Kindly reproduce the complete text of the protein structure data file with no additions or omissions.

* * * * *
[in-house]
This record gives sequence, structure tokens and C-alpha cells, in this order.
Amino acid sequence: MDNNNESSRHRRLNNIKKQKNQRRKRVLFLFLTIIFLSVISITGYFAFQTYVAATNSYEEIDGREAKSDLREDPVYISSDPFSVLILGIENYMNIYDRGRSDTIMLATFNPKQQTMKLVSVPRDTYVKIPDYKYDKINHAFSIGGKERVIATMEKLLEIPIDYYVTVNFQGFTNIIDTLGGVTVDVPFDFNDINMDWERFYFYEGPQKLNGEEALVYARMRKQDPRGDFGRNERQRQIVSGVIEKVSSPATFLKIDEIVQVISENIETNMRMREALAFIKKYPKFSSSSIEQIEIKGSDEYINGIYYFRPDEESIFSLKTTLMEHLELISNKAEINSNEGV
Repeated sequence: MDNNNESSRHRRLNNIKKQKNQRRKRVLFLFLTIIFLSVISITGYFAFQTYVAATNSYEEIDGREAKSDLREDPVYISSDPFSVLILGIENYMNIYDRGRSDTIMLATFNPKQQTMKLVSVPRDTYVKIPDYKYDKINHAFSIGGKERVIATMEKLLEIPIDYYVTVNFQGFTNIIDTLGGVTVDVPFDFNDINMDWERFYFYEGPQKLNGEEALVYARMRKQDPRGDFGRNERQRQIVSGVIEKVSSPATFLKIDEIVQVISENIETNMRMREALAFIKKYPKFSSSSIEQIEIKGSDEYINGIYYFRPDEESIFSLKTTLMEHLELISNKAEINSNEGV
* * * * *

[in-house]
This record gives sequence, structure tokens and C-alpha cells, in this order.
Amino acid sequence: MDNNNESSRHRRLNNIKKQKNQRRKRVLFLFLTIIFLSVISITGYFAFQTYVAATNSYEEIDGREAKSDLREDPVYISSDPFSVLILGIENYMNIYDRGRSDTIMLATFNPKQQTMKLVSVPRDTYVKIPDYKYDKINHAFSIGGKERVIATMEKLLEIPIDYYVTVNFQGFTNIIDTLGGVTVDVPFDFNDINMDWERFYFYEGPQKLNGEEALVYARMRKQDPRGDFGRNERQRQIVSGVIEKVSSPATFLKIDEIVQVISENIETNMRMREALAFIKKYPKFSSSSIEQIEIKGSDEYINGIYYFRPDEESIFSLKTTLMEHLELISNKAEINSNEGV
Repeated sequence: MDNNNESSRHRRLNNIKKQKNQRRKRVLFLFLTIIFLSVISITGYFAFQTYVAATNSYEEIDGREAKSDLREDPVYISSDPFSVLILGIENYMNIYDRGRSDTIMLATFNPKQQTMKLVSVPRDTYVKIPDYKYDKINHAFSIGGKERVIATMEKLLEIPIDYYVTVNFQGFTNIIDTLGGVTVDVPFDFNDINMDWERFYFYEGPQKLNGEEALVYARMRKQDPRGDFGRNERQRQIVSGVIEKVSSPATFLKIDEIVQVISENIETNMRMREALAFIKKYPKFSSSSIEQIEIKGSDEYINGIYYFRPDEESIFSLKTTLMEHLELISNKAEINSNEGV